Bait and Switch
by Barbara Ehrenreich
ISBN: 1-86207-897-1, Publisher: Granta Books, 2006
Reviewed by: Julie Garland McLellan*
This book recounts the highlights of a trawl through the murky world of ‘career transitions’. The author, a professional journalist with a deep dislike of corporations and their leaders, decided to attempt to gain employment by seeking paid help from various coaches, mentors, consultants and other programs. Having first sold the idea for this book she had resources to invest in this pursuit.
The most striking element of the book, for me, was the author’s distrust of the world into which she was seeking entry. Given her writing skills, Ehrenreich decided to reinvent herself as a PR person. She then declared that PR was how companies generated lies and deceptions to mislead customers, regulators and the world in general. She related this declaration to her failure to be accepted as a member of the corporate PR community.
A determined search for the ‘bottom-feeders’ who would ‘ruthlessly prey’ upon the poor downwardly-mobile white collar workers who were futilely attempting to regain entry into the corporate environment turned up some eccentric and essentially risible quasi-professional ‘transition facilitators’. Ehrenreich’s confusion at being type cast using psychometric testing, role played using dolls from the Wizard of Oz and colour coordinated using seasonal tones would have been hilarious had it not been counterpoised by touchingly realistic characterisations of her desperate fellow job seekers. It is gut wrenchingly sad in places. Ehrenreich never queried why people would desperately seek to return to a corporate environment where they were abused, exploited and corrupted. Her lack of understanding and empathy, together with the clarity of her observations, was quite distressing.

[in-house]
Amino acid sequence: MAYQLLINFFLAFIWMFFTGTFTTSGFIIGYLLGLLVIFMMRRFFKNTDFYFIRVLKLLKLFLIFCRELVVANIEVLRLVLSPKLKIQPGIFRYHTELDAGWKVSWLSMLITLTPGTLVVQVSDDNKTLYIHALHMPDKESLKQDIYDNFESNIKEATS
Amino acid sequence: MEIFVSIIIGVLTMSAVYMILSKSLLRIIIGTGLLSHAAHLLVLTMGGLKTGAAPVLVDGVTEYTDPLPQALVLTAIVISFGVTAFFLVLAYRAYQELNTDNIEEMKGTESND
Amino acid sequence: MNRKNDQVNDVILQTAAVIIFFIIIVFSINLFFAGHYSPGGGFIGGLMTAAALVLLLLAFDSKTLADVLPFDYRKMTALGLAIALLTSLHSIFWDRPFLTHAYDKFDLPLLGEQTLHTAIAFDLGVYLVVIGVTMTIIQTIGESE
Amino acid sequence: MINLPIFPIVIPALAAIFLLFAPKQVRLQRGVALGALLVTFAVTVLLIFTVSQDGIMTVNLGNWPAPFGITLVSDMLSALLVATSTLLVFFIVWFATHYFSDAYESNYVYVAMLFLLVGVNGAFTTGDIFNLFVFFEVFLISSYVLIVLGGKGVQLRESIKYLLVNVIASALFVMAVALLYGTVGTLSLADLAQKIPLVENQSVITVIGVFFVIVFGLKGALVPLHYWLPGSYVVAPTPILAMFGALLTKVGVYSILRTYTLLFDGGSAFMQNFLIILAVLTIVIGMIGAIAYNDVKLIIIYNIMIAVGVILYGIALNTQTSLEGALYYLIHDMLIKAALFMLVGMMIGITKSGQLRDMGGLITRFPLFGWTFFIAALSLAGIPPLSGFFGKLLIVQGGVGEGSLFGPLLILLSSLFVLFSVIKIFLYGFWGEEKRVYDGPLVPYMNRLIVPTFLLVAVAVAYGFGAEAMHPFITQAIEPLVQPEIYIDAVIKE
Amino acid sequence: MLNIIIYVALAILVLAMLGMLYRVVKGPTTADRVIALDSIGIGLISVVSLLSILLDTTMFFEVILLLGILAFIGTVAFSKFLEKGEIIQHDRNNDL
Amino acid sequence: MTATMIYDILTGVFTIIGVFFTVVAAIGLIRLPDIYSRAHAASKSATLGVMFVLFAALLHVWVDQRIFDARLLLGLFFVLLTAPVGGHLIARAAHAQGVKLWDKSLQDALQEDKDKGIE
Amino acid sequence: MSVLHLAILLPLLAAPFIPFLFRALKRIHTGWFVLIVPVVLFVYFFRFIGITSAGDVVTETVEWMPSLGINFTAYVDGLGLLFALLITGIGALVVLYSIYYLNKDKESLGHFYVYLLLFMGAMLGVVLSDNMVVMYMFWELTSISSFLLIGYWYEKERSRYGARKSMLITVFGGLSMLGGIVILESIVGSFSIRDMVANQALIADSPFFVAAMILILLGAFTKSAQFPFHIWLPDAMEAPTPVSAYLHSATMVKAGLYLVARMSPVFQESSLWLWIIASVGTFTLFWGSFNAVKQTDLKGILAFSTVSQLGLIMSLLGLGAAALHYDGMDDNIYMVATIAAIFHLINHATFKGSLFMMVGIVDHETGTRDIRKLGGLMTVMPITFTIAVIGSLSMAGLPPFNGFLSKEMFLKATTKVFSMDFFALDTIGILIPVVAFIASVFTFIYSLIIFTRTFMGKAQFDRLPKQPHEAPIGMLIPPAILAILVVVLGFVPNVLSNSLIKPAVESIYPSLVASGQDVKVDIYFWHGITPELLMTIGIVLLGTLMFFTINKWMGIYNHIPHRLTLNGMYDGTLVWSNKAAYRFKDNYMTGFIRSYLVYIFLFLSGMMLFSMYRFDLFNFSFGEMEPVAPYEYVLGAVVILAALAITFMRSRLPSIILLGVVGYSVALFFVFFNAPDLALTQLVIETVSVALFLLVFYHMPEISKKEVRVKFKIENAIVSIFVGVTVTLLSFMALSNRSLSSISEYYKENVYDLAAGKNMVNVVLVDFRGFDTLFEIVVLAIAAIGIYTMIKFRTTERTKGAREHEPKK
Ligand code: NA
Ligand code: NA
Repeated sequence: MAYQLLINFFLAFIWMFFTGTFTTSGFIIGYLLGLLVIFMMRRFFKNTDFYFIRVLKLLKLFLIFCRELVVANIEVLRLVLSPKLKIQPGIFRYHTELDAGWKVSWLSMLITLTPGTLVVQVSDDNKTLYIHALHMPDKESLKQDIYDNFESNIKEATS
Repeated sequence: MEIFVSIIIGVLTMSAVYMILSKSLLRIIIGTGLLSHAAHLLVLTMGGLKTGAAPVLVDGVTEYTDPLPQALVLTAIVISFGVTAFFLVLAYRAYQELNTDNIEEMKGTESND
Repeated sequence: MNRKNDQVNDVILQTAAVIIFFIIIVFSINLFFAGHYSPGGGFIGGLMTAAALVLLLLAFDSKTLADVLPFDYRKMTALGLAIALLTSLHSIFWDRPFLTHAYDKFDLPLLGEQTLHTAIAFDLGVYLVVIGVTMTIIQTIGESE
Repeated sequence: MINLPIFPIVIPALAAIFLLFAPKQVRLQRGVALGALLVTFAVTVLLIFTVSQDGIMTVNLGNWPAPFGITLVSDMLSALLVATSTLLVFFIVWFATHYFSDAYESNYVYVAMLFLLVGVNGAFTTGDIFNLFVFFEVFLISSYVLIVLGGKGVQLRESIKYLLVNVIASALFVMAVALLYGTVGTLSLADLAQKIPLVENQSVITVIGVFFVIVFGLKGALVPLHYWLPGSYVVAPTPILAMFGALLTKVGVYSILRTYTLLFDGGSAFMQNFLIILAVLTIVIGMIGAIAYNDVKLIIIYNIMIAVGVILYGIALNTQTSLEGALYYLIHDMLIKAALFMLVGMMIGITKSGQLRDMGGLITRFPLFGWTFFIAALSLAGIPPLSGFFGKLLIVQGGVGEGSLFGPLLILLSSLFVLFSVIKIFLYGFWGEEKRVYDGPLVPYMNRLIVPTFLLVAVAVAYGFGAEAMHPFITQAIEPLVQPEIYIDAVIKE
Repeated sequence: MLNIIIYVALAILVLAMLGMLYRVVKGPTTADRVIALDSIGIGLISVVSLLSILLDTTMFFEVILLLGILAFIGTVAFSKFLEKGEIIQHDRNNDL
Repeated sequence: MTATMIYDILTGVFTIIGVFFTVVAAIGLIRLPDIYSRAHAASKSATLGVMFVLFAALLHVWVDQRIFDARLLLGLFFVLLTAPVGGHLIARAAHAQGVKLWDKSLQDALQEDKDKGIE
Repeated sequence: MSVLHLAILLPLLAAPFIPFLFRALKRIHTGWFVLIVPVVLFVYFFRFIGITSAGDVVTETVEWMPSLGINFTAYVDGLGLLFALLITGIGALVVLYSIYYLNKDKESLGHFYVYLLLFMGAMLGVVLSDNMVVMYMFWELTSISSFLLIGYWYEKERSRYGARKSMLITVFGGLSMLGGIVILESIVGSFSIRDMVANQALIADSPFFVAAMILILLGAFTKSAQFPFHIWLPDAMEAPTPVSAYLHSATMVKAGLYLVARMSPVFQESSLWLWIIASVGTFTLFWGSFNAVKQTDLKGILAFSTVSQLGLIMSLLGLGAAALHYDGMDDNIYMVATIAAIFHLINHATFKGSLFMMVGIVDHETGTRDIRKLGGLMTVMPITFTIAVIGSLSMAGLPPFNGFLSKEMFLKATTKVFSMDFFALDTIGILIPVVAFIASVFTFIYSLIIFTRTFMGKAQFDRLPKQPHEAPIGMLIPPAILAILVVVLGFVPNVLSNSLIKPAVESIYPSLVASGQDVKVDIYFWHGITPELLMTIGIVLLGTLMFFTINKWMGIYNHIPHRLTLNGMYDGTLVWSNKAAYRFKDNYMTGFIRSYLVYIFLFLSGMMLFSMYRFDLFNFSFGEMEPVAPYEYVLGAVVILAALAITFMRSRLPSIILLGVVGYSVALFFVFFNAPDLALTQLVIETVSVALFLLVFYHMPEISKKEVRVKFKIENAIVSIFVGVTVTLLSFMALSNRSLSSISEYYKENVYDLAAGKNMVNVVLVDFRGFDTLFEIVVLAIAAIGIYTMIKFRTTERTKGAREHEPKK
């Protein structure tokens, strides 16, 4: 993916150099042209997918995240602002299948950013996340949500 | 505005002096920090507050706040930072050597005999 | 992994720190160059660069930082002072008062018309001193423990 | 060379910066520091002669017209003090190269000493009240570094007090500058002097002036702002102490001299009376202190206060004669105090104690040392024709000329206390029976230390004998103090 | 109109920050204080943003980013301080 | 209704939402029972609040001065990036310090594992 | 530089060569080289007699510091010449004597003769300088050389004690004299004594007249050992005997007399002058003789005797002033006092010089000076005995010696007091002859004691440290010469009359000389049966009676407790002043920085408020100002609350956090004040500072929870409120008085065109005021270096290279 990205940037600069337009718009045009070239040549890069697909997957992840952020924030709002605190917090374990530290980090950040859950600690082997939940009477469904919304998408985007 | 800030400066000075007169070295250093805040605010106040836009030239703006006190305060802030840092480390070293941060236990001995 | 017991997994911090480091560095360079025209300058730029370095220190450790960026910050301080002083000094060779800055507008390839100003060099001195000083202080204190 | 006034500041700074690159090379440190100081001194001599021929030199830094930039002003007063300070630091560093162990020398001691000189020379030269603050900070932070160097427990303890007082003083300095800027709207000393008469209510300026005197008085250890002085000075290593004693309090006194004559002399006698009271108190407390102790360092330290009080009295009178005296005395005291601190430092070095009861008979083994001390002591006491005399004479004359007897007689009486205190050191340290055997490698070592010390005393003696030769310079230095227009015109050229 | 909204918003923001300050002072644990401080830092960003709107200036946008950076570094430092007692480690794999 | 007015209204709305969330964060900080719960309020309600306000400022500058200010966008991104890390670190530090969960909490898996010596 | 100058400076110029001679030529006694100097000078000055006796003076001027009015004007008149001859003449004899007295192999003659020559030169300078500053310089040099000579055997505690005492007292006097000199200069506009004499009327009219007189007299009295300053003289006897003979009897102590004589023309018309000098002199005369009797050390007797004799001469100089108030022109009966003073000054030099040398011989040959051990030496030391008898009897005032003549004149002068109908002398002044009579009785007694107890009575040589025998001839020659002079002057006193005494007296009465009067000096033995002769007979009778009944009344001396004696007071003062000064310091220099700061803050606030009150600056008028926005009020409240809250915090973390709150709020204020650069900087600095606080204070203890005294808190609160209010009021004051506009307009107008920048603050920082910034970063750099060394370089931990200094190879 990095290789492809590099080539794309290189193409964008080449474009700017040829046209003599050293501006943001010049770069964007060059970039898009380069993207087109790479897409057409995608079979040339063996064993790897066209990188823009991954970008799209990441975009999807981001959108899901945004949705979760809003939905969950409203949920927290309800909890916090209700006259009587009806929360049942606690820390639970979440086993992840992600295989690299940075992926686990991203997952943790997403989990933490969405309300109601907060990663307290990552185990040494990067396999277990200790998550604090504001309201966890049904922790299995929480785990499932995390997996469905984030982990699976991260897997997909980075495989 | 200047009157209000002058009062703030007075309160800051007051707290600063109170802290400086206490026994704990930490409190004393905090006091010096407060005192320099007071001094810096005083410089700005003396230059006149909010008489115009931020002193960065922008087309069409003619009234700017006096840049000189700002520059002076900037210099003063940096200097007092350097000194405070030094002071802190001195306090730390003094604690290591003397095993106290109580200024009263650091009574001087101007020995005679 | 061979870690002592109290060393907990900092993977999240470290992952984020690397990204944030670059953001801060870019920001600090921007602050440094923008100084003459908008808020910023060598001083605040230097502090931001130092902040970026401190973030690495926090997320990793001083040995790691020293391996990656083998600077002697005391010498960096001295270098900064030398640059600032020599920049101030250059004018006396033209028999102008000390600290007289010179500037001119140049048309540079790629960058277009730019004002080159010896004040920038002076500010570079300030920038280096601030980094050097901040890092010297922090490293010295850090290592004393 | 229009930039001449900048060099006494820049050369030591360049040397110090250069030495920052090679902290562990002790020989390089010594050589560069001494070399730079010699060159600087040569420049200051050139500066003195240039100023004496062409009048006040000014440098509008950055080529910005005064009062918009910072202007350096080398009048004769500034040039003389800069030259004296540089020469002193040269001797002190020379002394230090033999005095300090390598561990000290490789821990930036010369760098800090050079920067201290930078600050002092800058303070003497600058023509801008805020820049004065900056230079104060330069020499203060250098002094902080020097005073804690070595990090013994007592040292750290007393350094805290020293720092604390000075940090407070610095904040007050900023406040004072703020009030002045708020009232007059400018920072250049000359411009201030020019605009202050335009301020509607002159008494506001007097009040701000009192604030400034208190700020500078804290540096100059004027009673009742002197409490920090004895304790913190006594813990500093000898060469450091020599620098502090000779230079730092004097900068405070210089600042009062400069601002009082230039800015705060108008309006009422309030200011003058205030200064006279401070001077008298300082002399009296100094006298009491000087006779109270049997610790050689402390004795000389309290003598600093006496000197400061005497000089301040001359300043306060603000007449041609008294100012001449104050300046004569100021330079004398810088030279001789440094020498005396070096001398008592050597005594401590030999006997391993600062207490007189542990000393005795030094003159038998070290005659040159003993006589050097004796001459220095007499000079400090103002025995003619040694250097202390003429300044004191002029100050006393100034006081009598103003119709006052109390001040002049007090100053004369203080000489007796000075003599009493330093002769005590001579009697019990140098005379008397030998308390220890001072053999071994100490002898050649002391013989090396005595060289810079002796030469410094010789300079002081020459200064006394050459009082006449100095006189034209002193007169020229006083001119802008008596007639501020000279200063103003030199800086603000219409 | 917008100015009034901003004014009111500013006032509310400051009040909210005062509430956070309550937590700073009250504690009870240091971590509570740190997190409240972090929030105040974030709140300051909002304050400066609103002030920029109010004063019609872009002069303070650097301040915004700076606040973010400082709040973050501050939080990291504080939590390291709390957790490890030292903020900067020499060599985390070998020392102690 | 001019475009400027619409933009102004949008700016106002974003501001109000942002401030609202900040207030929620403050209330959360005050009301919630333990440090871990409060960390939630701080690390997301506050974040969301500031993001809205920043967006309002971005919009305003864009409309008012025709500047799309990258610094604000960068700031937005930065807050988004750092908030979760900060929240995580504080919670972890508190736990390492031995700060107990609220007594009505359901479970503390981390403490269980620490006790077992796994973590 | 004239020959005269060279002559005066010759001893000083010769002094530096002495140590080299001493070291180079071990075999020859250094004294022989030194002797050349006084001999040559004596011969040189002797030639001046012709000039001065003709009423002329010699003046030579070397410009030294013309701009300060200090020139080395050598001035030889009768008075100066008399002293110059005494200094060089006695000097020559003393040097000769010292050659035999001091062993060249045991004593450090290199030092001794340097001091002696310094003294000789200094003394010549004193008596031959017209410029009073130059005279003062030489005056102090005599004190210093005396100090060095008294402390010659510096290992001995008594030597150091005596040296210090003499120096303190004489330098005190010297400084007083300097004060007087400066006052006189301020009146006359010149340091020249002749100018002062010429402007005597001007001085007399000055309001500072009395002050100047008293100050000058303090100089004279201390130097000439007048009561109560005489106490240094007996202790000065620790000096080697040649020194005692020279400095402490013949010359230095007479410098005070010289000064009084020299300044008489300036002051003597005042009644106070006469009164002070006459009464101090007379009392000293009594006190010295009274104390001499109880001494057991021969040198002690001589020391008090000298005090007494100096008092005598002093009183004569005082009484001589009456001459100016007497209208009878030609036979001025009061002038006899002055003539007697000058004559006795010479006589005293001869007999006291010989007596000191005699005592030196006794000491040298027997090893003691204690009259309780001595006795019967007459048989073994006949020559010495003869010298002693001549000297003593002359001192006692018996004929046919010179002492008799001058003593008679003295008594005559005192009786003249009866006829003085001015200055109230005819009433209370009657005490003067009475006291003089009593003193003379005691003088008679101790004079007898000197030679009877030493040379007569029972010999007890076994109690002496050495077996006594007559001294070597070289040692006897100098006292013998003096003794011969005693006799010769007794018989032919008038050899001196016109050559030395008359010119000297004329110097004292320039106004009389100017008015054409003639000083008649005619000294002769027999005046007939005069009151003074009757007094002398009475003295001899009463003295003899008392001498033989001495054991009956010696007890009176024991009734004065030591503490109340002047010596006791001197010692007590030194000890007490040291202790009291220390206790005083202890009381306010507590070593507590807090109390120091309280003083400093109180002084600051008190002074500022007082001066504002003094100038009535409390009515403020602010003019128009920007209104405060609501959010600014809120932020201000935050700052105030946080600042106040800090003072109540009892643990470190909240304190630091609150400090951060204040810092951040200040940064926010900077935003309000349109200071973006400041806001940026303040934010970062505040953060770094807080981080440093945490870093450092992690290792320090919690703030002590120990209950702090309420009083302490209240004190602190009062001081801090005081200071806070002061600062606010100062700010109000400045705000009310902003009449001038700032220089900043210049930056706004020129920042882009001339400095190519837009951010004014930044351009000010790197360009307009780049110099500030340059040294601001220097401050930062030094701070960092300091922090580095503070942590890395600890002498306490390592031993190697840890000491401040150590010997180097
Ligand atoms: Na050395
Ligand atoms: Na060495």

This book contains nothing to interest a serious career coach or mentor. It is possibly a cautionary tale for their clients about the dangers of paying for unqualified advice.
The author’s antipathy to the sector she was attempting to infiltrate makes it unsurprising that she was unsuccessful in gaining employment. Her failure to seek out reputable advisors and to avoid charlatans compounded that fact. Her networking was hampered by a fictitious background and having no real network to start with; she never had a chance. The book is like movies about the Titanic; you know it will end sadly but somehow the drama keeps you there.
As a journalist, Ehrenreich has some personal experience in corporate environments as well as second-person experience of companies she investigated and reported. How did she fail to find any positive corporate role models? There is a disturbing anti-corporate tone to this book. It goes beyond cynicism or satire and, being an unquestioned basis of the author’s approach to her topic, undermines what could otherwise have been an interesting investigation of a very under-examined sector of our economy. I would love to see a more unbiased author redo this experiment.
*Julie Garland McLellan is a professional non-executive director, board and governance consultant and mentor. She is the author of “The Director’s Dilemma”, “All Above Board: Great Governance for the Government Sector” and numerous articles on corporate strategy and governance.
Julie Garland McLellan to judge 2011 Global eBook Awards